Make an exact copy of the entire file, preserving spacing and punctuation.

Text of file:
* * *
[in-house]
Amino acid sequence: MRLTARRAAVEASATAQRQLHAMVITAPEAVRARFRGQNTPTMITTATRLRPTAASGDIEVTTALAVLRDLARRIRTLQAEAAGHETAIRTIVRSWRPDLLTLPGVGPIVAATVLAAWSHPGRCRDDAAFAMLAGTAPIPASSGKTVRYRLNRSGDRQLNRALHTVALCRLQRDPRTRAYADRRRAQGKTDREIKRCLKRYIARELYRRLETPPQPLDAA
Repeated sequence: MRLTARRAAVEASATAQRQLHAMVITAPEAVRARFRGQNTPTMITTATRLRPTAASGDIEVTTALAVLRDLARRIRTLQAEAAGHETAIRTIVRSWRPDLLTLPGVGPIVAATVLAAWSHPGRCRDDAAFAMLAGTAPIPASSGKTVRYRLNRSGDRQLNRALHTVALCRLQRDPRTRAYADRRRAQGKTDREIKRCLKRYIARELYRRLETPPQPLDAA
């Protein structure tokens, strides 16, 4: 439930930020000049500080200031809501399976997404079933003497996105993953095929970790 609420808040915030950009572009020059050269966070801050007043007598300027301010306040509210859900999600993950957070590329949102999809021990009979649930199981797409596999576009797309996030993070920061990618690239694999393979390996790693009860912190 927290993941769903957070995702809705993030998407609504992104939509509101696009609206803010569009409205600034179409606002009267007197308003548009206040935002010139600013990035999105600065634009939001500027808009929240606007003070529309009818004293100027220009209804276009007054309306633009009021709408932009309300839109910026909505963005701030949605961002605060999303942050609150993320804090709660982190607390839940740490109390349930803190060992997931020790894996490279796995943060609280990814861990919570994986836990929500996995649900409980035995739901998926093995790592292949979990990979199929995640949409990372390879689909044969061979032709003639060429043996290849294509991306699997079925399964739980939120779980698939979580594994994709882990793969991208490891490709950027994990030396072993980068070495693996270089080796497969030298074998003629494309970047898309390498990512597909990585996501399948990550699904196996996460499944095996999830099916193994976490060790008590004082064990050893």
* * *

[in-house]
Amino acid sequence: MRLTARRAAVEASATAQRQLHAMVITAPEAVRARFRGQNTPTMITTATRLRPTAASGDIEVTTALAVLRDLARRIRTLQAEAAGHETAIRTIVRSWRPDLLTLPGVGPIVAATVLAAWSHPGRCRDDAAFAMLAGTAPIPASSGKTVRYRLNRSGDRQLNRALHTVALCRLQRDPRTRAYADRRRAQGKTDREIKRCLKRYIARELYRRLETPPQPLDAA
Repeated sequence: MRLTARRAAVEASATAQRQLHAMVITAPEAVRARFRGQNTPTMITTATRLRPTAASGDIEVTTALAVLRDLARRIRTLQAEAAGHETAIRTIVRSWRPDLLTLPGVGPIVAATVLAAWSHPGRCRDDAAFAMLAGTAPIPASSGKTVRYRLNRSGDRQLNRALHTVALCRLQRDPRTRAYADRRRAQGKTDREIKRCLKRYIARELYRRLETPPQPLDAA
């Protein structure tokens, strides 16, 4: 439930930020000049500080200031809501399976997404079933003497996105993953095929970790 609420808040915030950009572009020059050269966070801050007043007598300027301010306040509210859900999600993950957070590329949102999809021990009979649930199981797409596999576009797309996030993070920061990618690239694999393979390996790693009860912190 927290993941769903957070995702809705993030998407609504992104939509509101696009609206803010569009409205600034179409606002009267007197308003548009206040935002010139600013990035999105600065634009939001500027808009929240606007003070529309009818004293100027220009209804276009007054309306633009009021709408932009309300839109910026909505963005701030949605961002605060999303942050609150993320804090709660982190607390839940740490109390349930803190060992997931020790894996490279796995943060609280990814861990919570994986836990929500996995649900409980035995739901998926093995790592292949979990990979199929995640949409990372390879689909044969061979032709003639060429043996290849294509991306699997079925399964739980939120779980698939979580594994994709882990793969991208490891490709950027994990030396072993980068070495693996270089080796497969030298074998003629494309970047898309390498990512597909990585996501399948990550699904196996996460499944095996999830099916193994976490060790008590004082064990050893």